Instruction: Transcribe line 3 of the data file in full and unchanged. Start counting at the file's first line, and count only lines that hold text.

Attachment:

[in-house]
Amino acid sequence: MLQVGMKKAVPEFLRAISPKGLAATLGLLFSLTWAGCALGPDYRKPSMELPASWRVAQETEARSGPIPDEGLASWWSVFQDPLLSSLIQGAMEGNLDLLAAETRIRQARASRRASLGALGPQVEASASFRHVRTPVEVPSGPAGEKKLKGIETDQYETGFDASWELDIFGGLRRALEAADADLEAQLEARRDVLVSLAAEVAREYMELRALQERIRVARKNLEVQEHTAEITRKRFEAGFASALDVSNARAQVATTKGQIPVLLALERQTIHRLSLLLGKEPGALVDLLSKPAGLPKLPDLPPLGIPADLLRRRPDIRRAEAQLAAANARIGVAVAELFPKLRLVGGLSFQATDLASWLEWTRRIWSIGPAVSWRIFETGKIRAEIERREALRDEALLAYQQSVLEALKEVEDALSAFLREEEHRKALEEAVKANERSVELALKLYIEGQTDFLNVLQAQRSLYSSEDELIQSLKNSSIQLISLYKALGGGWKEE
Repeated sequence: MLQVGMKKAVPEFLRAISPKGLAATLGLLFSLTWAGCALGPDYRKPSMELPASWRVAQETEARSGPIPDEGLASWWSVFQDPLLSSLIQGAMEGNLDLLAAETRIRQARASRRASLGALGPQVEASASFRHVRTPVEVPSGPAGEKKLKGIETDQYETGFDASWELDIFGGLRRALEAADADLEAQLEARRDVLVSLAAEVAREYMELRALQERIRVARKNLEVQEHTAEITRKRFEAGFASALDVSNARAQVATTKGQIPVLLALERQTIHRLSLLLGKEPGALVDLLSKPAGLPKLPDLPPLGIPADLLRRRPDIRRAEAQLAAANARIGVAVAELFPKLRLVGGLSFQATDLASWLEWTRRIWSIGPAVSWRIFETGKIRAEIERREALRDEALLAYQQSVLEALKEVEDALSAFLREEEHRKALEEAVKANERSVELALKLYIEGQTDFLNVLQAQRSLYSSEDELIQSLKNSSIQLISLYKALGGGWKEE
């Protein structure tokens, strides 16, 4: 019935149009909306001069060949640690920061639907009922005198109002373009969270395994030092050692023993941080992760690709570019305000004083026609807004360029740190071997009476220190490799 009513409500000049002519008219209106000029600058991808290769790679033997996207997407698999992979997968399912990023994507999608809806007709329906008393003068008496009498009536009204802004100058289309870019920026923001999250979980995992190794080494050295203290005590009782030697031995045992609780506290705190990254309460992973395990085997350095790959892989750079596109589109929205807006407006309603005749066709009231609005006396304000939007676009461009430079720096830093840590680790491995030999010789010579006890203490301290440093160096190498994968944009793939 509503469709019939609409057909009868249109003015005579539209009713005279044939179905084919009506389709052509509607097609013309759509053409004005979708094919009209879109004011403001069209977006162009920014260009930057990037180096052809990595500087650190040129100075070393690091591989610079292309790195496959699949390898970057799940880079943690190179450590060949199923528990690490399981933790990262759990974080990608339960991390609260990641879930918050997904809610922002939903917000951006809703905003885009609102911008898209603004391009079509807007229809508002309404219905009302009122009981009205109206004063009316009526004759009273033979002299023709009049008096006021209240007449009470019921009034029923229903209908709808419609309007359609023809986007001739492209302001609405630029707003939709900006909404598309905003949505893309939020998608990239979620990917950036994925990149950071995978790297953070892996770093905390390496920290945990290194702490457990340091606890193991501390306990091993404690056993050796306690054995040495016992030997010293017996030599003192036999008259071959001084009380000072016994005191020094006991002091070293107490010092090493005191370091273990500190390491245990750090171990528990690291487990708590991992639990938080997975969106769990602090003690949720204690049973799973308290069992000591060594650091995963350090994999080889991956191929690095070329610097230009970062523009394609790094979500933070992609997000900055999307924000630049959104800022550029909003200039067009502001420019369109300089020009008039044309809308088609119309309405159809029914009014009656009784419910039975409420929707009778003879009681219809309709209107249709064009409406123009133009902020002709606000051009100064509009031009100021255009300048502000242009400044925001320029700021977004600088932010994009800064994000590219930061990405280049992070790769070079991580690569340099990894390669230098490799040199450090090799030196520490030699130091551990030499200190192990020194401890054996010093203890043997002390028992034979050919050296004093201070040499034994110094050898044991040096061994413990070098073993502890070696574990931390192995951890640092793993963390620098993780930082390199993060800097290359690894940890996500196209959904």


Repeated sequence: MLQVGMKKAVPEFLRAISPKGLAATLGLLFSLTWAGCALGPDYRKPSMELPASWRVAQETEARSGPIPDEGLASWWSVFQDPLLSSLIQGAMEGNLDLLAAETRIRQARASRRASLGALGPQVEASASFRHVRTPVEVPSGPAGEKKLKGIETDQYETGFDASWELDIFGGLRRALEAADADLEAQLEARRDVLVSLAAEVAREYMELRALQERIRVARKNLEVQEHTAEITRKRFEAGFASALDVSNARAQVATTKGQIPVLLALERQTIHRLSLLLGKEPGALVDLLSKPAGLPKLPDLPPLGIPADLLRRRPDIRRAEAQLAAANARIGVAVAELFPKLRLVGGLSFQATDLASWLEWTRRIWSIGPAVSWRIFETGKIRAEIERREALRDEALLAYQQSVLEALKEVEDALSAFLREEEHRKALEEAVKANERSVELALKLYIEGQTDFLNVLQAQRSLYSSEDELIQSLKNSSIQLISLYKALGGGWKEE